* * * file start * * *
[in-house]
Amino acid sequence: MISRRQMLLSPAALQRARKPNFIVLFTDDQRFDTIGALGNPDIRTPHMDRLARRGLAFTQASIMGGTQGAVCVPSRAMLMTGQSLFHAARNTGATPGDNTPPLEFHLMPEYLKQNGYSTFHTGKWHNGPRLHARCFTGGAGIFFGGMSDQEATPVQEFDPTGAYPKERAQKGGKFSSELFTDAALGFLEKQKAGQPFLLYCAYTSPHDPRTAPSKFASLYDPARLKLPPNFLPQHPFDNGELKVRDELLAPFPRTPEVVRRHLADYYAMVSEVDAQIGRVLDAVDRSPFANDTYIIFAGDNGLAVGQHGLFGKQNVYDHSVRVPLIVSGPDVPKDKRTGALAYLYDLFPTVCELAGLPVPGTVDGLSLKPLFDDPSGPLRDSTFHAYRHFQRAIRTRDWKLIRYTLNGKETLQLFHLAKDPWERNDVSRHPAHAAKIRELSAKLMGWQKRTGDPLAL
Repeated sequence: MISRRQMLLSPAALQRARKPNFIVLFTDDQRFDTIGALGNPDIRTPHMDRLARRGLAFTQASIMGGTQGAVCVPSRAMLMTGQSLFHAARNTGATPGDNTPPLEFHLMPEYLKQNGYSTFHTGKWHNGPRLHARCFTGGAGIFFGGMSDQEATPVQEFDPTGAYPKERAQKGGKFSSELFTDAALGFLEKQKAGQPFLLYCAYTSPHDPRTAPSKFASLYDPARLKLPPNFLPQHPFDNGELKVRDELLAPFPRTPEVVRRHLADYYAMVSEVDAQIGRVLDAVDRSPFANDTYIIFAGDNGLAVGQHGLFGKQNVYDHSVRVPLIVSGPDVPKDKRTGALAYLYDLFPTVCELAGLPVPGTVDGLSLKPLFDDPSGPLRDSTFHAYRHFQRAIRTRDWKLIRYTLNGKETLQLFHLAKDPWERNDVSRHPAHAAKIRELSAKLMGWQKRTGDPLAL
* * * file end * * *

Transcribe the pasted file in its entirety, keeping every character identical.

[in-house]
Amino acid sequence: MISRRQMLLSPAALQRARKPNFIVLFTDDQRFDTIGALGNPDIRTPHMDRLARRGLAFTQASIMGGTQGAVCVPSRAMLMTGQSLFHAARNTGATPGDNTPPLEFHLMPEYLKQNGYSTFHTGKWHNGPRLHARCFTGGAGIFFGGMSDQEATPVQEFDPTGAYPKERAQKGGKFSSELFTDAALGFLEKQKAGQPFLLYCAYTSPHDPRTAPSKFASLYDPARLKLPPNFLPQHPFDNGELKVRDELLAPFPRTPEVVRRHLADYYAMVSEVDAQIGRVLDAVDRSPFANDTYIIFAGDNGLAVGQHGLFGKQNVYDHSVRVPLIVSGPDVPKDKRTGALAYLYDLFPTVCELAGLPVPGTVDGLSLKPLFDDPSGPLRDSTFHAYRHFQRAIRTRDWKLIRYTLNGKETLQLFHLAKDPWERNDVSRHPAHAAKIRELSAKLMGWQKRTGDPLAL
Repeated sequence: MISRRQMLLSPAALQRARKPNFIVLFTDDQRFDTIGALGNPDIRTPHMDRLARRGLAFTQASIMGGTQGAVCVPSRAMLMTGQSLFHAARNTGATPGDNTPPLEFHLMPEYLKQNGYSTFHTGKWHNGPRLHARCFTGGAGIFFGGMSDQEATPVQEFDPTGAYPKERAQKGGKFSSELFTDAALGFLEKQKAGQPFLLYCAYTSPHDPRTAPSKFASLYDPARLKLPPNFLPQHPFDNGELKVRDELLAPFPRTPEVVRRHLADYYAMVSEVDAQIGRVLDAVDRSPFANDTYIIFAGDNGLAVGQHGLFGKQNVYDHSVRVPLIVSGPDVPKDKRTGALAYLYDLFPTVCELAGLPVPGTVDGLSLKPLFDDPSGPLRDSTFHAYRHFQRAIRTRDWKLIRYTLNGKETLQLFHLAKDPWERNDVSRHPAHAAKIRELSAKLMGWQKRTGDPLAL